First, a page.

Nutrition Clinic in Reading, Berkshire
Welcome to the Nutrition Clinic at Circle Rehabilitation.
Correct nutrition is of great importance in the rehabilitation process for those recovering from an operation, and those with chronic health conditions. This is firstly in order that the body gets extra sustenance to maintain or return to a state of good health/repair or maintain itself (Patients who spend a long time in a conventional acute hospital setting after an operation may not receive the nutrition they need for a speedy recovery). Second, research shows that particular nutrients are beneficial in the management of certain chronic conditions, and may play a role in their prevention or slowing their development.
At Circle Rehabilitation, we provide expert nutritional advice as part of a treatment programme that considers all physical and psychological factors in the rehabilitation process. Neurorehabilitation consultant Peter Tun, who has a special interest in food and nutrition, will run a clinic advising patients with a range of conditions on an appropriate balanced nutritional intake for them, including small quantities of vitamins and minerals that could make a substantial difference to their clinical outcome and quality of life. Patients will also have access to Circle Rehabilitation’s multidisciplinary team of neuro physiotherapists, occupational therapists, speech and language therapists and clinical psychologist, and to our rehabilitation gym with its range of cutting-edge diagnostic and exercise equipment such as the Nordic Health spinal strengthening kit, the AlterG anti-gravity treadmill and the Hydro Physio aquatic treadmill.
The clinic is held on a Thursday evening at Circle, 100 Drake Way, Reading, RG2 0NE
Dr Peter Khin Tun (MBBS 1981, MRCP UK London 1997) is a graduate of the University of Medicine (1), Yangon, Myanmar, and a Member of the Royal College of Physicians and the British Society of Rehabilitation Medicine. He has 20 years’ experience in neurological rehabilitation medicine as a staff physician and an associate specialist in UK NHS hospitals, with a special interest in multidisciplinary muscle spasticity management.
Neurological psychologist Rachel Howes qualified in 2005 from Oxford Brookes University and gained a Band 6 post in Neurology at Chase Farm Hospital Barnet. She has also worked in elderly care, a renal unit and other departments at Imperial College Healthcare NHS Trust, and with neurological patients in the community, promoting their independence.
Emily Buckle qualified as a physiotherapist from Southampton University in 2010 and her first senior role was at University Hospitals Bristol NHS Foundation Trust in 2012. Her interest in neurological rehabilitation led her to work in the community, where she specialised in stroke and traumatic brain injuries.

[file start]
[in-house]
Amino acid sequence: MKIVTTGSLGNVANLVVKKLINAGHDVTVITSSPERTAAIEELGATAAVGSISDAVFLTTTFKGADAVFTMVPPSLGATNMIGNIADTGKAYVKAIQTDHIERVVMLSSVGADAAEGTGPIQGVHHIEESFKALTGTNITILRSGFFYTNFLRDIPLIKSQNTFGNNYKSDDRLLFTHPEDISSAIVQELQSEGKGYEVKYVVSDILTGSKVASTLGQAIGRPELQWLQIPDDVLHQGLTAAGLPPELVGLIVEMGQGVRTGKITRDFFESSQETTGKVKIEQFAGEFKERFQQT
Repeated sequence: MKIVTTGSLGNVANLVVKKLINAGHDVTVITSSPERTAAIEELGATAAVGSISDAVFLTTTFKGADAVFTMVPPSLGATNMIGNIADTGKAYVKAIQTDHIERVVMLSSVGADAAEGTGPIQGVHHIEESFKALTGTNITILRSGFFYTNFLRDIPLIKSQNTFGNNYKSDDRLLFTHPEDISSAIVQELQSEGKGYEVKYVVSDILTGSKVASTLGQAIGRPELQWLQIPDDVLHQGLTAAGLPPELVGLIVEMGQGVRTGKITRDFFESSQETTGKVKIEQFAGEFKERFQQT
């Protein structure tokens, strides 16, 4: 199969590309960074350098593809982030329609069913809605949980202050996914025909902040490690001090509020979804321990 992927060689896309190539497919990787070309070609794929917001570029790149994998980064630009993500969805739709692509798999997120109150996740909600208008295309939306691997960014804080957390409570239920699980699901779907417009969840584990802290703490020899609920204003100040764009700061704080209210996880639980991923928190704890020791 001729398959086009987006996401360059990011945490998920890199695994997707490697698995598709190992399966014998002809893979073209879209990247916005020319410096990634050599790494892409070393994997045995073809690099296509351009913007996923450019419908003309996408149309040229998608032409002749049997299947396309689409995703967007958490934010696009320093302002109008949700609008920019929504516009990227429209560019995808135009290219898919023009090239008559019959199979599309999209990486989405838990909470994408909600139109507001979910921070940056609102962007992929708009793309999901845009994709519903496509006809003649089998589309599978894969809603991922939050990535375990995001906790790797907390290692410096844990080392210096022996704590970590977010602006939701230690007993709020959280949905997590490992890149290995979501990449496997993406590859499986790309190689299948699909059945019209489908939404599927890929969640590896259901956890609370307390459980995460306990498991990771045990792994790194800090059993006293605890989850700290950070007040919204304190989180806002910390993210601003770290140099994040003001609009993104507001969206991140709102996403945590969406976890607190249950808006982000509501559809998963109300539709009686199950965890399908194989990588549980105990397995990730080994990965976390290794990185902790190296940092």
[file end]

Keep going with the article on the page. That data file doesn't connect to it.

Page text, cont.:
Nutrition for different medical conditions
The prevalence of MS around the world has been found to correlate with the amount of Vitamin D populations receive, through sunlight or through eating fish, as well as certain genetic factors.
For patients, eating fish and mushrooms rich in Vitamin D helps calcium absorption to make bones stronger. Vitamin D may also have effects on the immune system and help regulate cell growth.
Vitamin B12 – found particularly in shellfish and fish, red meat, dairy products – is needed for sensory functions and co-ordination. A diet low in saturated fat may also help in the management of MS.
Vitamin B1 thiamine, which is found in beef, liver, pork, nuts, oats, oranges, peas and legumes, and which cereals are often fortified with, and an optimal level of magnesium (found in nuts and dark green vegetables or taken in supplements) are needed to reactivate memory function, eg in alcoholics.
Patients with Parkinson’s Disease should eat a diet rich in fibre and drink plenty of water to aid digestion. Vitamin D is important to help them to maintain bone health, and acts as an anti-inflammatory in brain.
Foods high in antioxidants (vegetables including potatoes, peppers and kale; fruits such as berries, apples, pears and grapes, grains, eggs, legumes and dark chocolate) may compensate for damage to cells. Toxic levels in the bloodstream of the amino acid homocysteine, as a side effect of taking one of the common drugs for Parkinson’s, can be treated with folic acid, vitamins B12 and B6, zinc and tri-methyl-glycine.
Magnesium is a natural relaxant which can help sleep patterns, which are often disturbed in Parkinson’s patients.
Healthy eating cuts the risk factors for stroke: poor cholesterol levels, high blood pressure, excess weight. Stroke patients wanting to avoid a recurrence or people with a family history of stroke should eat a diet low in salt, saturated fat (and fats overall) and cholesterol. Probiotics (such as yoghurt and fermented foods) which add beneficial bacteria to the gut can help immune cells defend against the severity of an ischemic stroke.
Hip and knee replacements
Patients recovering from joint replacement need nutrients to help rebuild tissues and boost blood cells – so in the early stage of recovery should particularly choose iron-rich, protein-rich and anti-inflammatory foods. Calcium and vitamin D are also important to help them rebuild bones.
Sports injury patients and patients preparing for a sports events
A balanced diet of carbohydrate, protein and fats is essential to give the body the required energy for both peak performance and endurance. Too low a calorie intake puts an athlete more at risk of injury, and slows recovery after injury. A number of vitamins and minerals, which are needed for the body’s metabolic reactions, are important in recovering from sports injury: zinc deficiency, for example, is associated with poor wound healing. Deficiency in calcium and iron makes an athlete more prone to stress fractures.